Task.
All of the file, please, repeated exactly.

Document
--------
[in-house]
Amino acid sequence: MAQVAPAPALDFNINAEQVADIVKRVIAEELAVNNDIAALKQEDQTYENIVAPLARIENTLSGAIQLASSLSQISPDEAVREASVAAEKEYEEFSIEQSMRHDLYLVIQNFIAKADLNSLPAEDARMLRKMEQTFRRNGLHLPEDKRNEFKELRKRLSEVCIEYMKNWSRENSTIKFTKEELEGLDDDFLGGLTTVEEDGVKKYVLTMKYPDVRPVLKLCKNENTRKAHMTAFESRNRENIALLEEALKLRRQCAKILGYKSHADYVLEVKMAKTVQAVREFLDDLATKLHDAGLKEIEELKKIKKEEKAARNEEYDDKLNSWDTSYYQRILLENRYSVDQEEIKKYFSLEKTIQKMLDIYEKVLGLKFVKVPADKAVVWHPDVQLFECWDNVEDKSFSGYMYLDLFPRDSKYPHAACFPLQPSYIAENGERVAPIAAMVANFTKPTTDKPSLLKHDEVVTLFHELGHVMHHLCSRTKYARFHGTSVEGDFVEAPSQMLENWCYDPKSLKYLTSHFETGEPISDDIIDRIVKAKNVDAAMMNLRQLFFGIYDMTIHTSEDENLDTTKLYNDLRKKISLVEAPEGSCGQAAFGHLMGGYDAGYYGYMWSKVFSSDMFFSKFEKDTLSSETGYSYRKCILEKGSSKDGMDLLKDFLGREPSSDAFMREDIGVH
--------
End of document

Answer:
[in-house]
Amino acid sequence: MAQVAPAPALDFNINAEQVADIVKRVIAEELAVNNDIAALKQEDQTYENIVAPLARIENTLSGAIQLASSLSQISPDEAVREASVAAEKEYEEFSIEQSMRHDLYLVIQNFIAKADLNSLPAEDARMLRKMEQTFRRNGLHLPEDKRNEFKELRKRLSEVCIEYMKNWSRENSTIKFTKEELEGLDDDFLGGLTTVEEDGVKKYVLTMKYPDVRPVLKLCKNENTRKAHMTAFESRNRENIALLEEALKLRRQCAKILGYKSHADYVLEVKMAKTVQAVREFLDDLATKLHDAGLKEIEELKKIKKEEKAARNEEYDDKLNSWDTSYYQRILLENRYSVDQEEIKKYFSLEKTIQKMLDIYEKVLGLKFVKVPADKAVVWHPDVQLFECWDNVEDKSFSGYMYLDLFPRDSKYPHAACFPLQPSYIAENGERVAPIAAMVANFTKPTTDKPSLLKHDEVVTLFHELGHVMHHLCSRTKYARFHGTSVEGDFVEAPSQMLENWCYDPKSLKYLTSHFETGEPISDDIIDRIVKAKNVDAAMMNLRQLFFGIYDMTIHTSEDENLDTTKLYNDLRKKISLVEAPEGSCGQAAFGHLMGGYDAGYYGYMWSKVFSSDMFFSKFEKDTLSSETGYSYRKCILEKGSSKDGMDLLKDFLGREPSSDAFMREDIGVH